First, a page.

Nearly three years after his heinous assault on his ex and her boyfriend, former MMA fighter War Machine was sentenced on Monday. He was handed life in prison with the chance of parole after 36 years are served.
Machine, who was born Jon Koppenhaver, competed for the UFC and Bellator before the August 2014 incident in which he delivered a violent beating on Christy Mack and her boyfriend, Corey Thomas. Sexual assault, kidnapping and coercion were among the 29 counts for which he was found guilty of in March by a Las Vegas jury.
Machine's defense attorneys attempted a last-minute motion for a new trail, but Clark County District Judge Elissa Cadish denied the inquiries and was unwilling to show leniency to the 35-year-old, who will be 71 when the chance for parole comes up.
"I don't think you're a monster; I think you're a human being," Cadish said at the sentencing. "There have to be consequences for what happened, and I have to look out for the well being of the community as I consider the appropriate sentence. I do think a substantial amount of time is warranted, not only for punishment's sake, but for avoiding danger to the community."
The relationship between Machine and Mack (full name Christine Mackinday) began years prior to the horrific incident. Although Machine already had a history of violent crimes to go along with his career as a pro fighter, the couple appeared deeply connected and would routinely make public appearances. Mack attended several of his fights, the last of which came at a Bellator event in October 2013 where Machine suffered a first-round submission loss to Ron Keslar.
The relationship eventually splintered, with Mack citing Machine's erratic behavior, physical abuse and his disdain for her career as an adult film actress as some of the reasons behind the couple's break-up.
Thomas testified during Machine's case that his relationship with Mack was ongoing for two months before the night of the incident. On Aug. 8th, 2014, Machine made an unauthorized entry into Mack's Las Vegas home and entered her bedroom, where she was located along with Thomas. Machine assaulted Thomas upon entering the room, and according to the victim's testimony, inflicted damage which ranged from a broken nose to a dislocated shoulder to bite marks. After the beating, Machine forced Thomas to leave the premises and turned his attention solely to Mack.
Between her court appearances and statements released to the public, Mack outlined the gruesome details of the incident. Her injuries included a fractured rib, ruptured liver and several broken teeth. After a lengthy and agonizing sexual and physical assault, Mack managed to escape her home while Machine was apparently searching for a knife and found her way to the property of a nearby neighbor.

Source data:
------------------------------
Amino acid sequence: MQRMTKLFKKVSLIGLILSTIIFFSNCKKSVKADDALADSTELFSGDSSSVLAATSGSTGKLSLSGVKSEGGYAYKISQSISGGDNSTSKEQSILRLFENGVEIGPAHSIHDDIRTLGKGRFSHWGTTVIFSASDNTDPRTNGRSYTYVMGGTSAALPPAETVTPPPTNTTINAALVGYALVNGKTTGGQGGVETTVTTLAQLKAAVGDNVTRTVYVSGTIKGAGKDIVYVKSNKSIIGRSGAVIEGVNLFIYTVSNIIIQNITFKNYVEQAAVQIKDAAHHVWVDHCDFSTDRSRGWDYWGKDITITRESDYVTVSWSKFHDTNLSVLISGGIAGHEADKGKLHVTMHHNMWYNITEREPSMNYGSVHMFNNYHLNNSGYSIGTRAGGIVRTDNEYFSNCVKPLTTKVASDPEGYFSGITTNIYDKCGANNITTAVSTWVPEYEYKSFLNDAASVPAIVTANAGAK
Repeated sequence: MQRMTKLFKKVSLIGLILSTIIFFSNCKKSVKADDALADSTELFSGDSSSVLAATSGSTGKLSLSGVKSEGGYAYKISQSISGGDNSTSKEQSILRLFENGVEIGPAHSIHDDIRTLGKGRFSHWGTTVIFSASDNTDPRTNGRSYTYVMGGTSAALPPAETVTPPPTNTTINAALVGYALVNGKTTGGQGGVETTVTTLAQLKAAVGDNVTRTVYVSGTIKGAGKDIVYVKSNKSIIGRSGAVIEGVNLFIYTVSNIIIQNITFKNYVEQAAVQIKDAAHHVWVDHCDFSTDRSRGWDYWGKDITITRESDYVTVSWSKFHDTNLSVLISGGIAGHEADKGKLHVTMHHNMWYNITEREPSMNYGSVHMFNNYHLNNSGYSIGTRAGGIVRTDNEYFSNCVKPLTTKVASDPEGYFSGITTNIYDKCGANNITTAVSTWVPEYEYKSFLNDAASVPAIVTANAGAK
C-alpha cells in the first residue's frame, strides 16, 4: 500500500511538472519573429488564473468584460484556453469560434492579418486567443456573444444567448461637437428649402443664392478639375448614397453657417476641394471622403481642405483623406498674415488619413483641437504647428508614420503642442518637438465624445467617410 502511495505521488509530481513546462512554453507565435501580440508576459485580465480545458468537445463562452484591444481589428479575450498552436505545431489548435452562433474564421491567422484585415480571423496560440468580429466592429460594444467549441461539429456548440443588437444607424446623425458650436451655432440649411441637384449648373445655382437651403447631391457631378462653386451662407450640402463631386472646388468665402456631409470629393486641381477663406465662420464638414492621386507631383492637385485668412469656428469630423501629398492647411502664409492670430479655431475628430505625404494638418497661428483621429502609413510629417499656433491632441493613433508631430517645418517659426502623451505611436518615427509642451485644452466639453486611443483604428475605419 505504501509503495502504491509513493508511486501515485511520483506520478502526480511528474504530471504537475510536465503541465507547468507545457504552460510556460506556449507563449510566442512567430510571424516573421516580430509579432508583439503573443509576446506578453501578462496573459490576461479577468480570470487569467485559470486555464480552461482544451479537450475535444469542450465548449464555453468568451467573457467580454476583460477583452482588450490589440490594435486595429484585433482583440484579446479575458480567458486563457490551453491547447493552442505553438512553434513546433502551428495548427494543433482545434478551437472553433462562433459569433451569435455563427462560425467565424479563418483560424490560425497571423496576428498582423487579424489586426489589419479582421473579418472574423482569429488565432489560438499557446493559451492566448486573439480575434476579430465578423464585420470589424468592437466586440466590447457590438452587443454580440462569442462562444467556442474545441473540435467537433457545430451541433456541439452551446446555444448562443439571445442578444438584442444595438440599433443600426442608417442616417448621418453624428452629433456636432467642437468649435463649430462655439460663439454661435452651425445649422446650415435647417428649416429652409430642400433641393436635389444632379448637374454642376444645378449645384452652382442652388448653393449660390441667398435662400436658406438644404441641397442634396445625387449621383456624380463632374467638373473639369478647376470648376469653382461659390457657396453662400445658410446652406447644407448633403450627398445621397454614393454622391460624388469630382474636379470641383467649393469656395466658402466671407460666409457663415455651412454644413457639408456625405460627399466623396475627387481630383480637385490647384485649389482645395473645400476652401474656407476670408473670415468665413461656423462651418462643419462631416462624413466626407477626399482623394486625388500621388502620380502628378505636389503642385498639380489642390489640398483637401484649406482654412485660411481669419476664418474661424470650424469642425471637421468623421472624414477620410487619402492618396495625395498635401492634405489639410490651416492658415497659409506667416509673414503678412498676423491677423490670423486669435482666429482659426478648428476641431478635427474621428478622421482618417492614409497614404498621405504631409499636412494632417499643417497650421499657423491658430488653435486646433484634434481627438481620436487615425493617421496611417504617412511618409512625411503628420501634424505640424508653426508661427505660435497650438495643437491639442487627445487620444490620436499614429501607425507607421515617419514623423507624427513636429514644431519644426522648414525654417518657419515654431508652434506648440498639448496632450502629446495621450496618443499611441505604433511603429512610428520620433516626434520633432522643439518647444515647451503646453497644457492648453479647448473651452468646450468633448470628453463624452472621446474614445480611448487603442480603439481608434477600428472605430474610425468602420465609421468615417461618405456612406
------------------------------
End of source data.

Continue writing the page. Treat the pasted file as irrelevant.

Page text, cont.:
The police were called, but by the time they arrived Machine had already fled the scene. He spent 10 days on the run from authorities, but was eventually apprehended in Simi Valley, Calif., after a guest of a hotel where he was staying called police after allegedly witnessing Machine in a physical altercation with a female.
Machine was cornered in the hotel and arrested without incident. He was immediately released from his Bellator contract and has since been behind bars waiting for his case to play out.
An emotionally distraught Mack spoke prior to sentencing and urged the court to hand out the severest possible punishment to Machine. With a minimum of 36 years, it's possible Machine could still be released before the end of his life.
Mack has used the horrible situation to encourage other victims of domestic abuse to come forward, but said she has no way of telling whether the emotional baggage of the traumatic encounter will ever heal. Fighting back tears, Mack said she will fear for her life in the event Machine is ever allowed back into the public.
"How do you really put a time on a life to live? I don't know if my life will feel complete in 12 years or 20 years or 30 years, neither do you," Mack said. "But I do know when he gets out, he will kill me. The outcome of today isn't my decision, but I've trusted the court through this whole process and I hope the justice system won't let me down.
"I would really like to say to everyone that they can trust the justice system and they should press charges against their abuser," she continued. "There are so many people, women, men alike that don't go the justice route and just let things take their course. I want them to know there is justice out there."
Machine made an unsuccessful suicide attempt in October 2014 while awaiting trial. He was offered a number of plea deals in the lead up to his trail, one of which included 16 years to life. He declined, however, insisting his preference for a jury trial.
After originally claiming innocence and refusing to take the stand during his trial, Machine finally spoke at the sentencing. He said he constantly regrets his actions.
"Not a day goes by that I don’t seriously regret some of the things I did," Machine said. "I was a lost and empty person. I hated the way that I think, I hated my impulses; It caused me to hate myself. I hate myself way more than any of these people do. I would look at myself in the mirror and smash my face. That's how much I hated myself. It was the only thing I could do to prevent myself from killing myself."
Although the consequences were severe, Machine said the situation also put him on a religious path. It cost him a sentence of more years in prison than he's already spent alive, but Machine claims he's been changed for the better, and for that reason, is accepting of the outcome.
"I gave my life to God," Machine said. "For the first time in my entire life, it's brought me peace inside. It's helped me to remove my self hate. It's given me the ability to manage my depression and anxiety."